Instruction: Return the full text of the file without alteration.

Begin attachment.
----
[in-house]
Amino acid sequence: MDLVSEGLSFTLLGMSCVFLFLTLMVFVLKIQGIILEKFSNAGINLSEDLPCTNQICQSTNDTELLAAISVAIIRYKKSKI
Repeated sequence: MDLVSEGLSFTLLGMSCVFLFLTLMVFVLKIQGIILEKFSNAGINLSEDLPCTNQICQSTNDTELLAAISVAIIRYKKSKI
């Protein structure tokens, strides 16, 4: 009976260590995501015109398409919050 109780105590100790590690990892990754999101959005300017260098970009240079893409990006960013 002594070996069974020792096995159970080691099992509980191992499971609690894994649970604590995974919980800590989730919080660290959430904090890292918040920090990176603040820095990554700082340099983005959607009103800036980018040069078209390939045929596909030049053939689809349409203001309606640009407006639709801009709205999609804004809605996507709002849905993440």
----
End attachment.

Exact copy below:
[in-house]
Amino acid sequence: MDLVSEGLSFTLLGMSCVFLFLTLMVFVLKIQGIILEKFSNAGINLSEDLPCTNQICQSTNDTELLAAISVAIIRYKKSKI
Repeated sequence: MDLVSEGLSFTLLGMSCVFLFLTLMVFVLKIQGIILEKFSNAGINLSEDLPCTNQICQSTNDTELLAAISVAIIRYKKSKI
């Protein structure tokens, strides 16, 4: 009976260590995501015109398409919050 109780105590100790590690990892990754999101959005300017260098970009240079893409990006960013 002594070996069974020792096995159970080691099992509980191992499971609690894994649970604590995974919980800590989730919080660290959430904090890292918040920090990176603040820095990554700082340099983005959607009103800036980018040069078209390939045929596909030049053939689809349409203001309606640009407006639709801009709205999609804004809605996507709002849905993440």